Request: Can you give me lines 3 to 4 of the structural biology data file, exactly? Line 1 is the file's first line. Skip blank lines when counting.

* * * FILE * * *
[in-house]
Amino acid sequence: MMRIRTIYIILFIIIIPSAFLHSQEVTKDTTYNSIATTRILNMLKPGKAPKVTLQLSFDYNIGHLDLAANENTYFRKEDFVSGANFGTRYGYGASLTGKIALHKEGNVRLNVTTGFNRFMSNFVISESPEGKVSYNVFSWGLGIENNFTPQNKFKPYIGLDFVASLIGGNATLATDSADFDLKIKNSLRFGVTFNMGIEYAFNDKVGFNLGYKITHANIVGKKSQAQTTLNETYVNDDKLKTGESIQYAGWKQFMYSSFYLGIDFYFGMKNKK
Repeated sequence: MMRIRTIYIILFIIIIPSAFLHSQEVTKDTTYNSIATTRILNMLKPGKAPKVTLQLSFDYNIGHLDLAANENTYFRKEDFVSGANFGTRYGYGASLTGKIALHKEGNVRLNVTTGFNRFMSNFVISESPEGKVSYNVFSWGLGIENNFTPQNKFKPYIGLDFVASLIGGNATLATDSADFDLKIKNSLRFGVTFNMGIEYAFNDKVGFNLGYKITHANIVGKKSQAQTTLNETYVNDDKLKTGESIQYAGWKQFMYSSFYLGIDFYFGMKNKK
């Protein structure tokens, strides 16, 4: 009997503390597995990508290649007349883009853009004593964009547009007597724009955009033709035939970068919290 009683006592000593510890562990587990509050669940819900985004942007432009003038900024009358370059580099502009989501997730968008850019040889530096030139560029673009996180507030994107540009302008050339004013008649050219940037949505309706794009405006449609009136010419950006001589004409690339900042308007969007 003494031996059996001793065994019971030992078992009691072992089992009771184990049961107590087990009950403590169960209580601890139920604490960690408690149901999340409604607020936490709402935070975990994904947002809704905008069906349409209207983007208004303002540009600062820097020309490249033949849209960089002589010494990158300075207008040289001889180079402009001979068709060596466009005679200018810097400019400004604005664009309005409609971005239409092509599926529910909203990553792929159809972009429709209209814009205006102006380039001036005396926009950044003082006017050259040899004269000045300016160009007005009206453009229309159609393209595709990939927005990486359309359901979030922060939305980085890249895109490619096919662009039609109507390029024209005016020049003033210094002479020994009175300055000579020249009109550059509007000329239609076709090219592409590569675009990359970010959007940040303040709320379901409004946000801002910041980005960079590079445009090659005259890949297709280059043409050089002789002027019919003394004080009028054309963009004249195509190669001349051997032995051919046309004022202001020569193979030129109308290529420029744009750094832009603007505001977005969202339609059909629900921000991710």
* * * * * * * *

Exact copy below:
Repeated sequence: MMRIRTIYIILFIIIIPSAFLHSQEVTKDTTYNSIATTRILNMLKPGKAPKVTLQLSFDYNIGHLDLAANENTYFRKEDFVSGANFGTRYGYGASLTGKIALHKEGNVRLNVTTGFNRFMSNFVISESPEGKVSYNVFSWGLGIENNFTPQNKFKPYIGLDFVASLIGGNATLATDSADFDLKIKNSLRFGVTFNMGIEYAFNDKVGFNLGYKITHANIVGKKSQAQTTLNETYVNDDKLKTGESIQYAGWKQFMYSSFYLGIDFYFGMKNKK
């Protein structure tokens, strides 16, 4: 009997503390597995990508290649007349883009853009004593964009547009007597724009955009033709035939970068919290 009683006592000593510890562990587990509050669940819900985004942007432009003038900024009358370059580099502009989501997730968008850019040889530096030139560029673009996180507030994107540009302008050339004013008649050219940037949505309706794009405006449609009136010419950006001589004409690339900042308007969007 003494031996059996001793065994019971030992078992009691072992089992009771184990049961107590087990009950403590169960209580601890139920604490960690408690149901999340409604607020936490709402935070975990994904947002809704905008069906349409209207983007208004303002540009600062820097020309490249033949849209960089002589010494990158300075207008040289001889180079402009001979068709060596466009005679200018810097400019400004604005664009309005409609971005239409092509599926529910909203990553792929159809972009429709209209814009205006102006380039001036005396926009950044003082006017050259040899004269000045300016160009007005009206453009229309159609393209595709990939927005990486359309359901979030922060939305980085890249895109490619096919662009039609109507390029024209005016020049003033210094002479020994009175300055000579020249009109550059509007000329239609076709090219592409590569675009990359970010959007940040303040709320379901409004946000801002910041980005960079590079445009090659005259890949297709280059043409050089002789002027019919003394004080009028054309963009004249195509190669001349051997032995051919046309004022202001020569193979030129109308290529420029744009750094832009603007505001977005969202339609059909629900921000991710």